Federal officials are scaling back a program that enlists the aid of local police and sheriff’s offices to identify people who are in the country illegally, in favor of a national program that uses fingerprints collected by the FBI.
U.S. Immigrations Customs and Enforcement officials say the so-called 287(g) program that includes Mecklenburg County will continue at least until the end of the year. But ICE says the program is under review, and that it will no longer train local police under the program or give them the authority to question, investigate and arrest people they suspect are in the country illegally.
The change moves the government away from an approach to immigration enforcement that has been popular among some law enforcement agencies but has drawn fire from civil rights groups, who say it encourages local police and sheriff’s deputies to unfairly target Latinos. The Department of Homeland Security is still reviewing 57 complaints against the Wake County program, and ICE suspended its 287(g) agreement with the Alamance County Sheriff’s Office after the U.S. Justice Department found deputies there were exceeding their authority by checking the immigration status of Latinos on the street.
But the fingerprint system, called Secure Communities, has critics as well, who say that both programs don’t serve their primary purpose. The program, started in 2008 and being expanded nationwide next year, was meant to deport serious criminals, but has instead cast a much wider net, said Sejal Zota, a former immigration specialist with the UNC Chapel Hill School of Government and now an attorney with the National Immigration Project of the National Lawyers Guild.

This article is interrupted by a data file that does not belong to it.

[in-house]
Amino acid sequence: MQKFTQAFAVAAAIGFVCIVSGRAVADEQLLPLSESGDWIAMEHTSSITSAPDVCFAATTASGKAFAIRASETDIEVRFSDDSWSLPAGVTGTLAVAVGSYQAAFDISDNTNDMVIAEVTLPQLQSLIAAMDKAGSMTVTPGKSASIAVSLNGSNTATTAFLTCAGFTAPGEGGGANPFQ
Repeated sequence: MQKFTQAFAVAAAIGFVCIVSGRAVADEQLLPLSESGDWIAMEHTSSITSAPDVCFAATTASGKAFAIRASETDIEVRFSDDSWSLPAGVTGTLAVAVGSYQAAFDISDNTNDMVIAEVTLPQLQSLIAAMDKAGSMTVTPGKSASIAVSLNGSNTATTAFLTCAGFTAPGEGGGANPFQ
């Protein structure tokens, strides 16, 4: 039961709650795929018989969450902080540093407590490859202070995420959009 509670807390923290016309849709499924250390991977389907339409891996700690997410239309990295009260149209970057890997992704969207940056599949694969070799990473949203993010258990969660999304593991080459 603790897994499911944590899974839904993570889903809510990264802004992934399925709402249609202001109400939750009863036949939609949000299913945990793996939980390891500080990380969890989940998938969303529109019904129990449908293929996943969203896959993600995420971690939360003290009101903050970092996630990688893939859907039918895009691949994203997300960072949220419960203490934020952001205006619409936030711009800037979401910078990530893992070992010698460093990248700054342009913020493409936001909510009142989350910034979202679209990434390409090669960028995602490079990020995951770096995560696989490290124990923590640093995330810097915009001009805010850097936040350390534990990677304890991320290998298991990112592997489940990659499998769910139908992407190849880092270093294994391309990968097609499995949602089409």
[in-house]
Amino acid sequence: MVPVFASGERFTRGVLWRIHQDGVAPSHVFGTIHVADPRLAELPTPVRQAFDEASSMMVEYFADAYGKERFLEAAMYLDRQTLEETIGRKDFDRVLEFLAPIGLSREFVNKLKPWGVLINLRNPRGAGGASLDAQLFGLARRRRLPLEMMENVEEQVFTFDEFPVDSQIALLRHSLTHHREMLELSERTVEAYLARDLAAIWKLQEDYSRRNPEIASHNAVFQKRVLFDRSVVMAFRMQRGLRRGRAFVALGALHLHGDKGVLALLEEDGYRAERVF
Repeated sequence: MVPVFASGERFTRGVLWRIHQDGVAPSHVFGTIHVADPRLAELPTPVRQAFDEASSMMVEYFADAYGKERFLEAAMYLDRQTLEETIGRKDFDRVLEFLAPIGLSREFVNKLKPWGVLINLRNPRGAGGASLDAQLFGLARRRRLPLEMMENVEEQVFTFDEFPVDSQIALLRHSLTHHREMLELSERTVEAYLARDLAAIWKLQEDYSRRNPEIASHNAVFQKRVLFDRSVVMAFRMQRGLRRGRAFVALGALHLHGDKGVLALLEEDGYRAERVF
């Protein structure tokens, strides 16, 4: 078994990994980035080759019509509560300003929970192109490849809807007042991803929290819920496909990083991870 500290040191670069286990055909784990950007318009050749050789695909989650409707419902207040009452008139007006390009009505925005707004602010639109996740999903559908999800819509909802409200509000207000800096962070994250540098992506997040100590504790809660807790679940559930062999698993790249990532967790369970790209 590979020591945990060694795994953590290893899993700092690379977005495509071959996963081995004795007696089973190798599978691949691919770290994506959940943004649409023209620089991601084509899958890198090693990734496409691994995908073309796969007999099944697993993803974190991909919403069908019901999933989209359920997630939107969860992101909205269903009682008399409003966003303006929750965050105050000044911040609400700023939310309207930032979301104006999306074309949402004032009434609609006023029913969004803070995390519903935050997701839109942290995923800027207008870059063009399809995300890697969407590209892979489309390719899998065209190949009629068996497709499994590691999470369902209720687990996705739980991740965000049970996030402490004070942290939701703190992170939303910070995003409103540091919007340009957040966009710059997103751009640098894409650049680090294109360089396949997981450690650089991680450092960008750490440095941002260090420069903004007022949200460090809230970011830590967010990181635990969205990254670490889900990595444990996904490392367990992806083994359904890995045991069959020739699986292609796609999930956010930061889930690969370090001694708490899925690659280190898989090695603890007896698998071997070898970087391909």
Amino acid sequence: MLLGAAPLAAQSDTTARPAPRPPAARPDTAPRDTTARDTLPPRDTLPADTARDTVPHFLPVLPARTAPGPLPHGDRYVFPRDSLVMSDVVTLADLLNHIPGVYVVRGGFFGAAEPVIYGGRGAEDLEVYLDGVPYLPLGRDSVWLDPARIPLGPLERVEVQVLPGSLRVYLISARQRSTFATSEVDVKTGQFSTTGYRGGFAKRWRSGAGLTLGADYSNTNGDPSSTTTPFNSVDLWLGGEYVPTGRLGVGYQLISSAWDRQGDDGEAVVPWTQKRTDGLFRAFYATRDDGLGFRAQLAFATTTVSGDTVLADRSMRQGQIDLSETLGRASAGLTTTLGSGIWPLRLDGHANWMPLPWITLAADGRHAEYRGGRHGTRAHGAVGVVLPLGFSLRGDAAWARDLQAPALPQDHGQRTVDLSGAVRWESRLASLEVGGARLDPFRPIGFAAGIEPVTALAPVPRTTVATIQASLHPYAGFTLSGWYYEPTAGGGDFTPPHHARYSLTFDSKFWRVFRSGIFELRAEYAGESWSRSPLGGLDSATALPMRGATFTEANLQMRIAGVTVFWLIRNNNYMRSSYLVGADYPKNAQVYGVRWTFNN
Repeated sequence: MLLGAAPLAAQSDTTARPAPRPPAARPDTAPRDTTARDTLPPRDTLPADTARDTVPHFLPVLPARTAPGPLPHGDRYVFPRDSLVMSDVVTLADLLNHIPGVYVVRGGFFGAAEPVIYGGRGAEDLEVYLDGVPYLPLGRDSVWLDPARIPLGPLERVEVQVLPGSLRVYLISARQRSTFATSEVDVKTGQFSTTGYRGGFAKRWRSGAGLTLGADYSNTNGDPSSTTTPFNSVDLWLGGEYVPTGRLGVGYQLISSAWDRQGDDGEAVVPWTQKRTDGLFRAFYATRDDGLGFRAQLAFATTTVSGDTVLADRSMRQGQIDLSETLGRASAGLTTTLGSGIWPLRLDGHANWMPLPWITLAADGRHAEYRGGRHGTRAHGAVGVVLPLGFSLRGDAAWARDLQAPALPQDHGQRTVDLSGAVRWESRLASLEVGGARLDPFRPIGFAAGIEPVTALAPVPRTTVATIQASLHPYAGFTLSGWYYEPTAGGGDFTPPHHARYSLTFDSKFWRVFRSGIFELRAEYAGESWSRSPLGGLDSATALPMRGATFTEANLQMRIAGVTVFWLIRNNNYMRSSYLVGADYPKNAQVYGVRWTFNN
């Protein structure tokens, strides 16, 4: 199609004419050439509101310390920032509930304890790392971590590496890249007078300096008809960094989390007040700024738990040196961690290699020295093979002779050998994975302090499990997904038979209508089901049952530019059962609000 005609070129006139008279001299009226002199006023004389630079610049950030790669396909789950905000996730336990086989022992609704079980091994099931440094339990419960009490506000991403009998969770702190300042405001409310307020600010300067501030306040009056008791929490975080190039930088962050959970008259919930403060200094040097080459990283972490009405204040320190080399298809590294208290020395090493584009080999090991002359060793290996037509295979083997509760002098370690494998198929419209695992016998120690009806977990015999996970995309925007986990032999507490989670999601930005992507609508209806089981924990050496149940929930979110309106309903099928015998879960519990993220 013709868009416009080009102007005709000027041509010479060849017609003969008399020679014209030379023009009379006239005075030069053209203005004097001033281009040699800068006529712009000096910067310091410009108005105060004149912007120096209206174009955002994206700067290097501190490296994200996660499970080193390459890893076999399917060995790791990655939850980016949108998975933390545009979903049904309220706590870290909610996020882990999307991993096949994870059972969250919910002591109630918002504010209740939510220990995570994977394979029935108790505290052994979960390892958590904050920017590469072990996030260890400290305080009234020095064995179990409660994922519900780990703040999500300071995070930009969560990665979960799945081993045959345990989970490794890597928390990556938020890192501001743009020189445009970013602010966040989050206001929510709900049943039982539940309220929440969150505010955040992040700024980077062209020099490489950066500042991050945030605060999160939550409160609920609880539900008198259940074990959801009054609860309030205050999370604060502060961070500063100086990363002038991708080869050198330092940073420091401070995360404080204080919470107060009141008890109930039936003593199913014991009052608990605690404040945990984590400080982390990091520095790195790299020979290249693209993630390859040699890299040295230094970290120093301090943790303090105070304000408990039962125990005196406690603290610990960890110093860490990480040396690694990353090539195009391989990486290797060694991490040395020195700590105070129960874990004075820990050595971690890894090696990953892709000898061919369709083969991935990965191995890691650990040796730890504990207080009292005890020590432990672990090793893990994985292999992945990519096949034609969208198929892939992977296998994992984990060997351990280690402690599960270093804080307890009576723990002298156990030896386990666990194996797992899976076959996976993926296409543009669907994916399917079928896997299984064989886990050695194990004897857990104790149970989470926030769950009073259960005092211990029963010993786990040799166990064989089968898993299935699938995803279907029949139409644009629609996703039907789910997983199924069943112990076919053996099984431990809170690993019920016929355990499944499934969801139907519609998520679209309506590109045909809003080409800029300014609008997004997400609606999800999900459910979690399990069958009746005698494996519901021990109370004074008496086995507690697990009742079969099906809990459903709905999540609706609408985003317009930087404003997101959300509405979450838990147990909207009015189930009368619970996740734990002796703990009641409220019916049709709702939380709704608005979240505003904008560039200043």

“More than half the people who were subsequently removed nationwide in 2011 were charged with minor offenses or did not have any criminal history,” Zota said. “Thirty-seven percent were arrested on traffic charges. There is a question of whom this program is targeting?”
Secure Communities allows federal officers to detect illegal immigrants by comparing the fingerprints of those arrested by local police, which are routinely shared with the FBI, with prints in immigration databases. ICE says the system is simply a smarter way to do business.
“The Secure Communities screening process, coupled with federal officers, is more consistent, efficient and cost-effective in identifying and removing criminal and other priority aliens,” said Vincent Picard, a spokesman with ICE’s southern region in Atlanta.
Secure Communities has its roots in the Criminal Alien Program, a federal initiative enacted nearly three decades ago to identify people behind bars who were in the country illegally. That program was replaced after the 9/11 terrorist attacks by 287(g), said Paromita Shah, associate director of the lawyers guild’s National Immigration Project.
Shah said the fingerprint identification system can sift through lots of data in a short period of time, but that poses a problem: It has a 5 percent margin of error that results in some U.S. citizens being among the 30,000 people being held each day in 400 federally authorized jails across the country on immigration charges, she said.